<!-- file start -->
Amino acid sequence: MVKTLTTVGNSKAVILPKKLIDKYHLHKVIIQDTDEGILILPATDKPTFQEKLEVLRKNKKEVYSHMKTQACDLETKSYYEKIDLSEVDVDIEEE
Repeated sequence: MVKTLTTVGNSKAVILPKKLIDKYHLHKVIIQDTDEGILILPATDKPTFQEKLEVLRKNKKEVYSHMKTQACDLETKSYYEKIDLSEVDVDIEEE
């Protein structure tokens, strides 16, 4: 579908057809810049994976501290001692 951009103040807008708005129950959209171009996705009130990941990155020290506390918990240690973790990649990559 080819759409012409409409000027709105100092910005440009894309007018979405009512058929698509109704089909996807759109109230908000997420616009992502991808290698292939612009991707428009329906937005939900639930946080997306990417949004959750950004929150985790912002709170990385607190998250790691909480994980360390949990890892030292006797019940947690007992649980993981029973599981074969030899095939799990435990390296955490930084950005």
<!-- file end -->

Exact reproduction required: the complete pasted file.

Amino acid sequence: MVKTLTTVGNSKAVILPKKLIDKYHLHKVIIQDTDEGILILPATDKPTFQEKLEVLRKNKKEVYSHMKTQACDLETKSYYEKIDLSEVDVDIEEE
Repeated sequence: MVKTLTTVGNSKAVILPKKLIDKYHLHKVIIQDTDEGILILPATDKPTFQEKLEVLRKNKKEVYSHMKTQACDLETKSYYEKIDLSEVDVDIEEE
């Protein structure tokens, strides 16, 4: 579908057809810049994976501290001692 951009103040807008708005129950959209171009996705009130990941990155020290506390918990240690973790990649990559 080819759409012409409409000027709105100092910005440009894309007018979405009512058929698509109704089909996807759109109230908000997420616009992502991808290698292939612009991707428009329906937005939900639930946080997306990417949004959750950004929150985790912002709170990385607190998250790691909480994980360390949990890892030292006797019940947690007992649980993981029973599981074969030899095939799990435990390296955490930084950005």